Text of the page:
As a fan of language, in particular, English I also love how much Stephen Fry celebrates our crazy, nonsensical language through his studies and observations, but also own use of vocabulary. And this of course extends to his thoughts on the normality of swearing which as someone who’s never been very good at curbing that side of my vocabulary, I now feel fully justified!
I also hugely admire his utter honesty when it comes to speaking of mental health, addiction and the rollercoaster that seems to come with it. Most of us deal with our own inward struggles at various stages along the way so we can all relate to some degree. But Stephen Fry speaks with such frankness and honesty that you can’t help but listen to someone who’s prepared to lay themselves bare.
I doubt very much that I’d ever have the opportunity to meet the fantastic Mr F and even if I did – what on earth would I say? What could I possibly offer to the table?? And anyway, you’re not supposed to meet your superhero are you for fear of dispelling the myth of their superhero-ness?
So enough gushing. Whoever they may be, we need superheroes, or the idea of superheroes for many reasons: to shore us up, to measure ourselves against and strive to improve ourselves, to keep us admiring and aspiring, professionally, personally, whatever – and that can only be a good thing.
Helen Rowe, Marketing Manager, Mackerel Sky

So … You Want To Start A Business?

open-roadThis week I am developing a programme for a creative business boot camp style training programme that will help start-up creative sector businesses to understand and be able to deal with the challenges of being your own boss, running a business and producing the work. In the process of thinking about this, I was reminded of the five lessons that were shared with me when I first started:

– if you never say no, what value is your yes?
So simply people (clients) will assume that of course you will do it because you have never said no. Even when it would cost you time, money and impact on your relationships, if you always say yes, your input and ideas will never be appreciated as a scarce resource. Obviously, that’s not to say you should refuse work all the time out of some misguided arrogance but rather that you need to balance your workload and choose the right projects for you. This can be incredibly difficult when you need the work but keep your eye on your vision and take on work that helps you get there.

– plan and then adapt
We can only plan so far. For me, anything beyond 6 months is guessing so we keep our detailed planning to this limit.  If we try and go too much further (in detail), we are potentially wasting time and effort (and therefore money). So plan in overview, in general, for 3 – 5 years but don’t create plans that are then a millstone and drag the business down. You definitely need a vision and a direction of travel but be prepared to adapt to whatever life throws at you! There may be great opportunities; people may change; market conditions certainly will change and will require your business to adapt in order to maintain and build market position.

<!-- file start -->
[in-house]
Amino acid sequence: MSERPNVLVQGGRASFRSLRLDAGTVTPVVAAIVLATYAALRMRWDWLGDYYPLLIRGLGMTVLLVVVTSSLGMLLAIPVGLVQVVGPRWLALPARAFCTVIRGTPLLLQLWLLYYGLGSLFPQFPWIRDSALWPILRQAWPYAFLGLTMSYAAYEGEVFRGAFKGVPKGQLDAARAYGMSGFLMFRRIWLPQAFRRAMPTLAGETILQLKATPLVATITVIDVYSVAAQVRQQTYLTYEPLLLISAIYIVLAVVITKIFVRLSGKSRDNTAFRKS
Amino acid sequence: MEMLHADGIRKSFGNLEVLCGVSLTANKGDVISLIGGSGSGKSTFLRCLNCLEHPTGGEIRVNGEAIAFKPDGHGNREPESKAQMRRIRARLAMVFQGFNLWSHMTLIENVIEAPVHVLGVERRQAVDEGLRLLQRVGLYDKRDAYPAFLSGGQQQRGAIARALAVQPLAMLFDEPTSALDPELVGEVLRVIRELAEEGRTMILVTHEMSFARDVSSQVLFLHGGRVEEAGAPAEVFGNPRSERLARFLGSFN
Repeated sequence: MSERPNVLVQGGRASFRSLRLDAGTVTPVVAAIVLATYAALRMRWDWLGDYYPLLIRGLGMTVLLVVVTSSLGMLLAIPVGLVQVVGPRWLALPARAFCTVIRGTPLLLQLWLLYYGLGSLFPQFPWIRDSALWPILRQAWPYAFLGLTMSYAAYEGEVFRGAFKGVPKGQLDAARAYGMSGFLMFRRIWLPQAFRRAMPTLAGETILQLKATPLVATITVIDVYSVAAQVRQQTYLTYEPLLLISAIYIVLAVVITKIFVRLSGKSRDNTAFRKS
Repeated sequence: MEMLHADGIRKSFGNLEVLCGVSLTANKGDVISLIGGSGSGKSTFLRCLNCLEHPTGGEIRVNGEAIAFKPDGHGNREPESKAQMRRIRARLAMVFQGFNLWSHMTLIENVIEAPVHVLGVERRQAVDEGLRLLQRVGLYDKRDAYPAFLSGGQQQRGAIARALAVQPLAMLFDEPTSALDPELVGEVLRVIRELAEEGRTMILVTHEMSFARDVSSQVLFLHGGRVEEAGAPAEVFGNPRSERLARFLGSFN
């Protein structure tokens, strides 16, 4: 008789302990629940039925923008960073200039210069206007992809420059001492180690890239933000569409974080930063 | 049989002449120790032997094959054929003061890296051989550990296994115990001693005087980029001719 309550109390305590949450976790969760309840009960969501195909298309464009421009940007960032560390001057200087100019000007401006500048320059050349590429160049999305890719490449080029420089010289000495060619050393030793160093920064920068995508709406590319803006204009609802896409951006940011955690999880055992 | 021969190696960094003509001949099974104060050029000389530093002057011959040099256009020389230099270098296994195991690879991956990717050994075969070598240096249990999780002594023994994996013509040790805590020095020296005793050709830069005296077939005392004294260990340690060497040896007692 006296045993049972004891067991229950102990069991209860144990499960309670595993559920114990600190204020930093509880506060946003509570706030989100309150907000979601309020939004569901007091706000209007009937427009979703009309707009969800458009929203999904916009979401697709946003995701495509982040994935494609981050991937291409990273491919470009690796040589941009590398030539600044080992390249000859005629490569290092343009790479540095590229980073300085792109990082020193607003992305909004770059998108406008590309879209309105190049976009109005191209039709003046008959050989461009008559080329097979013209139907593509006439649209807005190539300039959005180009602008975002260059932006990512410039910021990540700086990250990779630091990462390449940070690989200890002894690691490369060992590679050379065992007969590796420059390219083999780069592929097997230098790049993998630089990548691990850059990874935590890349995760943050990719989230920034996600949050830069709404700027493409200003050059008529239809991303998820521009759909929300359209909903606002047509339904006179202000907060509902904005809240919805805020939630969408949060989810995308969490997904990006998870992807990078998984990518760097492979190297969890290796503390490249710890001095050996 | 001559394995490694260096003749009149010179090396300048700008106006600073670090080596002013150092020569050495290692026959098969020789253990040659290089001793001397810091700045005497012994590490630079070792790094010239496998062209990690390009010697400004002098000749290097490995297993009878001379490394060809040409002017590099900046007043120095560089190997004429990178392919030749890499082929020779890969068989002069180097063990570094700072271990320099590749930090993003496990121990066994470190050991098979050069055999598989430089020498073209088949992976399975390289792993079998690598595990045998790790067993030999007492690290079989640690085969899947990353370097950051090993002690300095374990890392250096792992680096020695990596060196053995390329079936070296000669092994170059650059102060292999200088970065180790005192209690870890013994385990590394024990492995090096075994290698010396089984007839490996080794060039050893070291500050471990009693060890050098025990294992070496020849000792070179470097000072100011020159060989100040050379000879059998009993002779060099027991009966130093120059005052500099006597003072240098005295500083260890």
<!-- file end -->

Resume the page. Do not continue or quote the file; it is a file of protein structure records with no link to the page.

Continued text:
– get support
Starting up completely on your own is very hard. We all need support and someone to talk to and bounce ideas off. It could simply be a family member or friend, or it could be a more structured relationship with a business mentor, or even your bank manager. Be aware that they will have their own bias and perspective on your business and on your role in it but now is the time to be a magpie and collect people who will, between them, give you a balanced and constructive view of the situation. You may not like what they have to say but those difficult conversations are some of the most supportive and productive development discussions for you and your business.

– what’s the worst that can happen?
Now if you are starting a business that requires a high level of financial investment to get going then this may be a very challenging question. I would argue that we need to allow for the emotional risk of setting up a business as well, particularly those that are based on our personal skills and approach. It can be too easy to bury our heads in the sand and ignore the risks and responsibilities that we have as businesses, whatever our structure, so we need to face up to it and find ways to mitigate the risks involved. If it’s financial, emotional, practical, whatever the risk, by recognising it, we can start to identify how we can deal with it so that the worst doesn’t happen.

– stop every so often
You are not a machine. We are human and every so often we need a break. Even if we love what we do and we are successful, we still need to stop occasionally. If for no other reason than to appreciate how far we have travelled. When you are working in and on your business, it can be all consuming and it can feel like a constant uphill fight to make it work. So we need to stop and look back and appreciate that all of that work has got us somewhere – Hopefully towards achieving the vision that we set out in our plans.

And aside from appreciating the view, our bodies and brains can only cope with so much and they need some down time so indulge in a guilty pleasure occasionally – for me, it’s reading in front of the fire with a cat on my lap in the middle of the afternoon on a work day with a small vat of tea and a slice (or two) of cake….or it’s watching trashy TV with my family….or cooking, making chutney, cakes, bread, stews, soup…..what would yours be?

Claire Eason Bassett, Managing Director, Mackerel Sky